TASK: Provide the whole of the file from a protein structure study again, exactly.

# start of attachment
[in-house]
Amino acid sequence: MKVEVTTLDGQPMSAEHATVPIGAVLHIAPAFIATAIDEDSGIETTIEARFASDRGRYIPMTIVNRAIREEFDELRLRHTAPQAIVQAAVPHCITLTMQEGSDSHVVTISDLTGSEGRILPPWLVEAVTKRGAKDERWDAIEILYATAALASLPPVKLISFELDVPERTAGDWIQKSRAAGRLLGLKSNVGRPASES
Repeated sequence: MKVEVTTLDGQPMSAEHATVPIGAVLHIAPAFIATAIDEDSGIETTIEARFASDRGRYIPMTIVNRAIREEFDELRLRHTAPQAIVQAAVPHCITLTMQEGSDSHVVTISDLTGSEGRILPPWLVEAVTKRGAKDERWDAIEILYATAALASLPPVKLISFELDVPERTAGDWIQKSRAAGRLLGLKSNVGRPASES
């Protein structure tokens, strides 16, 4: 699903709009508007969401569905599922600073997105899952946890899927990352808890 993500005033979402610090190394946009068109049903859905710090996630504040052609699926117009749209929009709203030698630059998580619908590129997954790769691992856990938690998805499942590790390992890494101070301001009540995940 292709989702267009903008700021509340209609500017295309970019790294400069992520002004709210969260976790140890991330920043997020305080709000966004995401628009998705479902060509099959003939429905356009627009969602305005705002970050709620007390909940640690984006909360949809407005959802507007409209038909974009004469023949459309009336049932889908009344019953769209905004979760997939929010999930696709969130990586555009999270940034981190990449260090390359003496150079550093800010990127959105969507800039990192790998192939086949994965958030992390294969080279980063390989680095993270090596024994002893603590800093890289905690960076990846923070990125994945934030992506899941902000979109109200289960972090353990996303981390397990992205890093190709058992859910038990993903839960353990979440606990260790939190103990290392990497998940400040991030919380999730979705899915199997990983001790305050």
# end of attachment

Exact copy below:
[in-house]
Amino acid sequence: MKVEVTTLDGQPMSAEHATVPIGAVLHIAPAFIATAIDEDSGIETTIEARFASDRGRYIPMTIVNRAIREEFDELRLRHTAPQAIVQAAVPHCITLTMQEGSDSHVVTISDLTGSEGRILPPWLVEAVTKRGAKDERWDAIEILYATAALASLPPVKLISFELDVPERTAGDWIQKSRAAGRLLGLKSNVGRPASES
Repeated sequence: MKVEVTTLDGQPMSAEHATVPIGAVLHIAPAFIATAIDEDSGIETTIEARFASDRGRYIPMTIVNRAIREEFDELRLRHTAPQAIVQAAVPHCITLTMQEGSDSHVVTISDLTGSEGRILPPWLVEAVTKRGAKDERWDAIEILYATAALASLPPVKLISFELDVPERTAGDWIQKSRAAGRLLGLKSNVGRPASES
């Protein structure tokens, strides 16, 4: 699903709009508007969401569905599922600073997105899952946890899927990352808890 993500005033979402610090190394946009068109049903859905710090996630504040052609699926117009749209929009709203030698630059998580619908590129997954790769691992856990938690998805499942590790390992890494101070301001009540995940 292709989702267009903008700021509340209609500017295309970019790294400069992520002004709210969260976790140890991330920043997020305080709000966004995401628009998705479902060509099959003939429905356009627009969602305005705002970050709620007390909940640690984006909360949809407005959802507007409209038909974009004469023949459309009336049932889908009344019953769209905004979760997939929010999930696709969130990586555009999270940034981190990449260090390359003496150079550093800010990127959105969507800039990192790998192939086949994965958030992390294969080279980063390989680095993270090596024994002893603590800093890289905690960076990846923070990125994945934030992506899941902000979109109200289960972090353990996303981390397990992205890093190709058992859910038990993903839960353990979440606990260790939190103990290392990497998940400040991030919380999730979705899915199997990983001790305050």